SALT LAKE CITY — A middle-aged man from a remote town in the middle of Utah recently considered asking Derrick Favors to sign his prized cowboy hat.
The Utah Jazz player was in the man's neck of the woods (almost literally) during a statewide Junior Jazz tour, and the autograph opportunity was right there in the local church gym.
The Tabiona resident was tempted.
He even told his son-in-law, "He could be the next big thing."
Instead of having Favors sign his beloved hat — which he said would have forced him to stop wearing it — the Jazz fan had a picture snapped with the 6-foot-10 NBA player.
According to a growing pro-Favors group, it might have been an error in judgment to not get the cowboy hat signed by the Georgia native.
As the 21-year-old showed at times last season and especially in the Jazz's playoff series against the San Antonio Spurs, Mr. Could Be The Next Big Thing's time is quickly coming.
In fact, Favors' progression and potential figure to present a challenge for Jazz coach Tyrone Corbin during the 2012-13 season.
Start Favors, and let the future begin? Or stick with Mr. Reliable, Paul Millsap, and continue to gradually bring along one of the youngest NBA players with a bright-looking future.
The starting debate will be fun for fans and media to banter about over the next few months.
But Favors isn't getting all wrapped up about that part.
Propelled into the offseason by a playoff series in which he averaged 29.0 minutes, 11.8 points, 9.5 rebounds and 1.5 blocks, Favors just wants to see more time on the court than he did in the first two seasons of his career.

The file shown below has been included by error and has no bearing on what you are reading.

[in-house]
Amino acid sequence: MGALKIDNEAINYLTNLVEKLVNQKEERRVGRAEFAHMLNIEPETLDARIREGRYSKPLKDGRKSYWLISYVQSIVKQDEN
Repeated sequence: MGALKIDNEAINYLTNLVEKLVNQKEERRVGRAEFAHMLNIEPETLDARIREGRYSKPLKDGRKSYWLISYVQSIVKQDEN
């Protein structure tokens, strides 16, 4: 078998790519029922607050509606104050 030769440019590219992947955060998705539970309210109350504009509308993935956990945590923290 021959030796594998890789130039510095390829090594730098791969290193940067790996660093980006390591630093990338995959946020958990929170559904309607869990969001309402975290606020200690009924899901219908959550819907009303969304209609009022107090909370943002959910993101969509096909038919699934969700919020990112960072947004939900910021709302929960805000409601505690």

That personal first-round series success against Tim Duncan and crew only whetted an increasingly voracious playing appetite.
He literally wants his time to get here sooner rather than later.
"I want to play more than what I played last year," Favors admitted. "If it's starting, cool. If it's coming off the bench, cool. I don't mind. I just want to play more. I don't want to sit on the bench no more."
That's where Corbin's tough choice comes into play.
In order for Favors to flourish as well as learn from floundering at times, he needs more than the 20.4 minutes he averaged his first two seasons.
However, Millsap averaged 32.8 minutes in the starting power forward position and played well, so some of the minutes would have to come from the steady and productive seven-year veteran.
The Jazz coach could also use the lengthy and athletic Favors at center for an interior advantage on defense, but that would take time away from Al Jefferson, who averaged 34.0 mpg last season and was Utah's most consistent player.
Or Corbin could throw the Big Three of Favors, Millsap and Jefferson at opponents as he did successfully on occasion during Utah's surge to the playoffs last spring.
Favors' preference remains simple.
"I just want to play more," he said. "I'm starting to get used to the NBA now. As a player, you have that certain pride about yourself. As a player, you want to finish games. You want to stay in the game."